Clint Mansell is a long ways away from his days as frontman of alt. rock band Pop Will Eat Itself. Since his first stab at it on Darren Aronofsky's "Pi," he has forged a singular career as a film composer, working on productions as varied as "Knockaround Guys," "Sahara," Moon" and "Stoker." But it seems whenever he comes back to the table with Aronofsky, that's when something magical happens.
David Ayer bit off a whole hell of a lot on the World War II drama "Fury." I'm not sure he could chew it all, but it's fascinating to watch the bevy of ideas bounce around on the screen nevertheless. It's a loud, bloody, gut-punching depiction, one that may or may not be too unsettling to appeal to Academy types but is still the best work Ayer has done, the most unflinching, and the most intriguing, certainly.
Sean Durkin knows farms.
In his spine-tingling, 2011 directorial debut "Martha Marcy May Marlene," Durkin explored the inner-workings of modern cult life, an organic brainwashing operation set against a lush plantation. John Hawkes' Old McManson was creepy as hell, but the backdrop — just lovely! Durkin has taken time and deviations in putting a follow-up feature together (he recently directed the British mini-series "Southcliffe," which earned him a BAFTA), but his next project is coming to light — and takes him back to the homestead.
At 46, after 20 years in the business, Will Smith is still the coolest guy in the room.
Say that his recent output reflects a former heavyweight star waning into obscurity and I'll show you a man who transcends the biggest duds. He still made those stuffy men in black look good in "MIB3," wound up overshadowing his kid successor as Cypher Raige in "After Earth," and joined Godly ranks as a wickedly funny Devil in mystifying "Winter's Tale." (And for fact-checkers: He only played the creation of the gods in "Hancock.") Smith isn't versatile, but he's reliable. The trailer for "Focus," the actor's latest, puts a darker spin on that established cool, Smith playing a confidence man in the thick of conspiracy. The man knows confidence.
We pointed out yesterday that we already had a record number of submissions for this year's Best Foreign Language Film Oscar race. Well, the Academy released the official list this afternoon and we actually ended up blowing past last year's record of 76: 83 countries have submitted for consideration in the 2014-2015 Oscar race.
Jeff Cronenweth grew up with cinematography in his bones. His father, Jordan Cronenweth, shot such unique achievements as "Altered States" and "Blade Runner" and it was never much of a question that Jeff would follow in his footsteps. Of late, he's forged a solid, on-going partnership with director David Fincher. Their latest collaboration, "Gone Girl," is another bold step for the icy aesthetic they've been cultivating for decades now.
The Best Visual Effects is often the place where the Academy recognizes what it is frequently accused of avoiding elsewhere: mainstream spectacle. Blockbusters reign in this category, at least at the nomination stage, with fantasy films, franchises and other money-makers always featuring prominently. The branch also has its specific fetishes, at least historically (talking animals immediately jumps to mind), though, in recent years, it has seemingly been all 3D, all the time.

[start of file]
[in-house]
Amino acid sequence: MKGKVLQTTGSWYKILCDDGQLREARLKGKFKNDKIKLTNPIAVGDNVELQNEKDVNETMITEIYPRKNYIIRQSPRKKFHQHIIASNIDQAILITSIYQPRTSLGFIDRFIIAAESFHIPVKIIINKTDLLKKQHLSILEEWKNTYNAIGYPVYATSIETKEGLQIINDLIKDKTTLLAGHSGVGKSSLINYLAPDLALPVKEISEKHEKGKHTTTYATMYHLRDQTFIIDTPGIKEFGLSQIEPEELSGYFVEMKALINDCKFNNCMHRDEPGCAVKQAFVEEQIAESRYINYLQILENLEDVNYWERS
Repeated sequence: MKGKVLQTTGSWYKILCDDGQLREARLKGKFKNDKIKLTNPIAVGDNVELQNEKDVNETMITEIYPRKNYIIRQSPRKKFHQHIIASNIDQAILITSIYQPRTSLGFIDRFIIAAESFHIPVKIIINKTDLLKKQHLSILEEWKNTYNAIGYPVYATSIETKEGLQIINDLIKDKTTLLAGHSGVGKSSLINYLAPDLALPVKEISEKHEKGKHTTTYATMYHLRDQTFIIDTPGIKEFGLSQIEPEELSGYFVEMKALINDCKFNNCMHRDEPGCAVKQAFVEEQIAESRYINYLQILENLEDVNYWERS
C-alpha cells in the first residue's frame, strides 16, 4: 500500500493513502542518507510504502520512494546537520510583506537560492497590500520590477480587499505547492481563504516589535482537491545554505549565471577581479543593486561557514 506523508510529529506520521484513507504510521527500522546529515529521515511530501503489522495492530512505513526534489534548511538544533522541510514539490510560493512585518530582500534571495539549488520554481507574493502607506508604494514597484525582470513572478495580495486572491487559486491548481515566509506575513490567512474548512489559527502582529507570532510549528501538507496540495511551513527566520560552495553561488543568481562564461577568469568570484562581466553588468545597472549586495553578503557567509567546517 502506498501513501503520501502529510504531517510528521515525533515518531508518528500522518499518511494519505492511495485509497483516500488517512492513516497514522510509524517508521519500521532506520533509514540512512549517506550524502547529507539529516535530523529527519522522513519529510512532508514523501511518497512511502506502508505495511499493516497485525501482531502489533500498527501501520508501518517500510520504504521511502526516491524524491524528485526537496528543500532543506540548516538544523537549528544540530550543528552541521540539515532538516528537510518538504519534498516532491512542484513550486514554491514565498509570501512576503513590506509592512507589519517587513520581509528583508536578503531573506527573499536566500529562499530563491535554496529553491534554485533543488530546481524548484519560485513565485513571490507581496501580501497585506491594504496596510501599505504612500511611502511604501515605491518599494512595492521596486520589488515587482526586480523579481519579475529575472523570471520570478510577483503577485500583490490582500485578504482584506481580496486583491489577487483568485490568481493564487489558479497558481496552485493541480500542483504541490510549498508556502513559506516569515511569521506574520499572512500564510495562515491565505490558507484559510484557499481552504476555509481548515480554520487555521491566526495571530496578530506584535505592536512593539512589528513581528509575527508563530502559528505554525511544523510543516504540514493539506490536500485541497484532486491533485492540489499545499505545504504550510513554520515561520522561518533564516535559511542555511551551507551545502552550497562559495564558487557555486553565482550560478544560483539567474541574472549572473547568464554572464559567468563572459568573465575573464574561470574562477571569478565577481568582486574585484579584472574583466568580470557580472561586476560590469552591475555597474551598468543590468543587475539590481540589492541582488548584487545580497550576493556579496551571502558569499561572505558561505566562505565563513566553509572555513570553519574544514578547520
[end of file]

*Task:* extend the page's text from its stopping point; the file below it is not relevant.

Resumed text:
I haven't been following Brad Bird's "Tomorrowland" too closely and I imagine that's how they want it. The air of mystery has been maintained throughout, but audiences at New York Comic-Con got a peek Thursday afternoon, and now so can you.
Patti Smith loves movies. A few days before we chatted about her Best Original Song contender "Mercy Is" from Darren Aronofsky's "Noah," Smith and her friend Ralph Fiennes took in two screenings at the currently running New York Film Festival: Mike Leigh's "Mr. Turner" followed by Paul Thomas Anderson's "Inherent Vice." The double feature was "quite a juxtaposition," she says with a laugh (Smith enjoyed both films). And it's her taste for movie-going that landed her a job writing the haunting melody that underscores Aronofsky's film. The two first met when they bumped into each other at the Venice Film Festival, catching one another at films and chatting between screenings. Three years later, their off-the-cuff conversation is now an Oscar-eligible single.
The first trailer for Barry Levinson's "The Humbling" teases so much that could — should? — go right. There's Levinson, whose never let his eclectic career hit an easy groove; There's star Al Pacino, a legend everyone's gunning for no matter how many "Righteous Kill"-like duds come along; There's the esteemed Philip Roth providing source material with Buck Henry adapting; And there's Greta Gerwig, one of the strongest young actresses in the business. Throwing Dianne Wiest, Charles Grodin, and Dan Hedaya on top is like a sundae with three cherries.